Castenir is a native of Knoxville, Tennessee, married to the Rev. Daniel Castillo, associate pastor at St. John (San Juan) United Methodist Church in Maryville. Castillo’s home is Querétaro, Mexico, and his first language is Spanish.

At Resurrection, about five or seven listeners benefit from the Spanish translations, typically adults, she says. Hispanic youth can usually speak both English and Spanish and so they don’t need the headphones.

At Rez Kidz, a children’s ministry event held Feb. 3-4, about 15 Spanish-speaking United Methodists (mostly parents) from three congregations used the headphones.

“It’s important to put the adults and parents on the same page as the younger generations,” Roe said.

Holston Conference currently has nine Hispanic congregations, including natives of Mexico, Honduras, Guatemala, Costa Rica, Puerto Rico, Cuba, El Salvador, and Brazil. About five congregations have had members who participated in Holston events with help from Castenir’s Spanish interpretation, including San Juan (Maryville), El Ministerios del Espiritu Santo (Sevierville), Manantial de Vida (Abingdon, Virginia), and First United Methodist Church (Pulaski, Virginia).

“It was great for us to know all that was said. We don’t know much English. It is better if someone is translating. This way we got more blessings,” said Aaron de la Cruz, a member at San Juan who attended Rez Kidz in February. (He spoke in Chinanteco, indigenous to his hometown in Oaxaca, Mexico.)  

“I enjoyed a lot in the event,” de la Cruz said. “I learned from the word of God … I even shed tears.”

 

OFFERING IT TO OTHERS

After seeing the translation successes at Resurrection and Rez Kidz, St. John United Methodist Church and the Holston Conference United Methodist Women (UMW) purchased their own transmitter systems.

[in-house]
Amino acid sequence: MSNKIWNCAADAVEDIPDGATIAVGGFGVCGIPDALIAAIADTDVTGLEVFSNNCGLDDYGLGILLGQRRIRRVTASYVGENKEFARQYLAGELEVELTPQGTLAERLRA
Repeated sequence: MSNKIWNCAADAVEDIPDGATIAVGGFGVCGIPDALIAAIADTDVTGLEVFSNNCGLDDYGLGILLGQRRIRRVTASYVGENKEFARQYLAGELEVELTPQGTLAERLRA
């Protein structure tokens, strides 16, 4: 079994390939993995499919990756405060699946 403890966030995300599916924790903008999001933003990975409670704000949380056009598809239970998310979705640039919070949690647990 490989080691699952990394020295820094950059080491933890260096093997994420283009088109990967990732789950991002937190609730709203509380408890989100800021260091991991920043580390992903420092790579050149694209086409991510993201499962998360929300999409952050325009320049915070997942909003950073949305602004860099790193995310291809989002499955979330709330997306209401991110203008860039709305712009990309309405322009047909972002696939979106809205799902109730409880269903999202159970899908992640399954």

Three languages can be transmitted at once, and both the UMW and St. John have 10 headphones each. The production company that works with Resurrection has 30 headphones. The transmitter system can also be used to provide “assistive listening” for people with hearing loss.

Castenir said the UMW hoped that offering interpretation through the transmitter system would foster more events in which English-speaking and Spanish-speaking members could join together.

Planners for the Holston Annual Conference have also been requested to provide Spanish translation for the June 10-13, 2018, meeting in Lake Junaluska, N.C., which could encourage more Hispanic church members to participate.

“If Hispanic pastors promoted Annual Conference as something important, there might be people who would come, even if it’s just for a certain session or for a day,” Castenir said. “Interpretation would definitely open some doors, just by offering it, and then the pastors and people could decide if it’s possible.”


Contact Annette Spence at annettespence@Holston.org.

 

Photos below: (1) Kacye Castiner interprets Rez Kidz on Feb. 3. (2) Norma Orellana of St. John UMC joins in Rez Kidz with the help of language translation through headphones.